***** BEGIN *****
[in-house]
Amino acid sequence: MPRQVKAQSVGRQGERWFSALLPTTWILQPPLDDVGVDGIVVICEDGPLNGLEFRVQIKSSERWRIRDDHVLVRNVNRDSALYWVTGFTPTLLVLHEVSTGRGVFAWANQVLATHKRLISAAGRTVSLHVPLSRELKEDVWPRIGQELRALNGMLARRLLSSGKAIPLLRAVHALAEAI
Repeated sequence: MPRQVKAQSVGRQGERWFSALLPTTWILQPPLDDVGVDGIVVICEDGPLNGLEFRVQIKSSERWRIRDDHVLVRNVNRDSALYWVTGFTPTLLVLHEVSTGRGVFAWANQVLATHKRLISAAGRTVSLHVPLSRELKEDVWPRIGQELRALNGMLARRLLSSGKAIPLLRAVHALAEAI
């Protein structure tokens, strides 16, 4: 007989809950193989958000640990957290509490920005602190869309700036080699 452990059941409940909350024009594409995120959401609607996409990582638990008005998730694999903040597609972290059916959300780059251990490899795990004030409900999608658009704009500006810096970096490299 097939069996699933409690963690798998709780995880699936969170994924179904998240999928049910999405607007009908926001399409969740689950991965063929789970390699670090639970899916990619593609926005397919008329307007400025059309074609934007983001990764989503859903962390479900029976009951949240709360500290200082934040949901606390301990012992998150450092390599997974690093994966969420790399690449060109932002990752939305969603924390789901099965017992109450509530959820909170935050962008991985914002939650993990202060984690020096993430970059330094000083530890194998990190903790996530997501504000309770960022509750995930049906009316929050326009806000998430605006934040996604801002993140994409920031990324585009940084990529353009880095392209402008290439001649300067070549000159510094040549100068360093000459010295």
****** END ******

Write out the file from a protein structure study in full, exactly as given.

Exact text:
[in-house]
Amino acid sequence: MPRQVKAQSVGRQGERWFSALLPTTWILQPPLDDVGVDGIVVICEDGPLNGLEFRVQIKSSERWRIRDDHVLVRNVNRDSALYWVTGFTPTLLVLHEVSTGRGVFAWANQVLATHKRLISAAGRTVSLHVPLSRELKEDVWPRIGQELRALNGMLARRLLSSGKAIPLLRAVHALAEAI
Repeated sequence: MPRQVKAQSVGRQGERWFSALLPTTWILQPPLDDVGVDGIVVICEDGPLNGLEFRVQIKSSERWRIRDDHVLVRNVNRDSALYWVTGFTPTLLVLHEVSTGRGVFAWANQVLATHKRLISAAGRTVSLHVPLSRELKEDVWPRIGQELRALNGMLARRLLSSGKAIPLLRAVHALAEAI
């Protein structure tokens, strides 16, 4: 007989809950193989958000640990957290509490920005602190869309700036080699 452990059941409940909350024009594409995120959401609607996409990582638990008005998730694999903040597609972290059916959300780059251990490899795990004030409900999608658009704009500006810096970096490299 097939069996699933409690963690798998709780995880699936969170994924179904998240999928049910999405607007009908926001399409969740689950991965063929789970390699670090639970899916990619593609926005397919008329307007400025059309074609934007983001990764989503859903962390479900029976009951949240709360500290200082934040949901606390301990012992998150450092390599997974690093994966969420790399690449060109932002990752939305969603924390789901099965017992109450509530959820909170935050962008991985914002939650993990202060984690020096993430970059330094000083530890194998990190903790996530997501504000309770960022509750995930049906009316929050326009806000998430605006934040996604801002993140994409920031990324585009940084990529353009880095392209402008290439001649300067070549000159510094040549100068360093000459010295």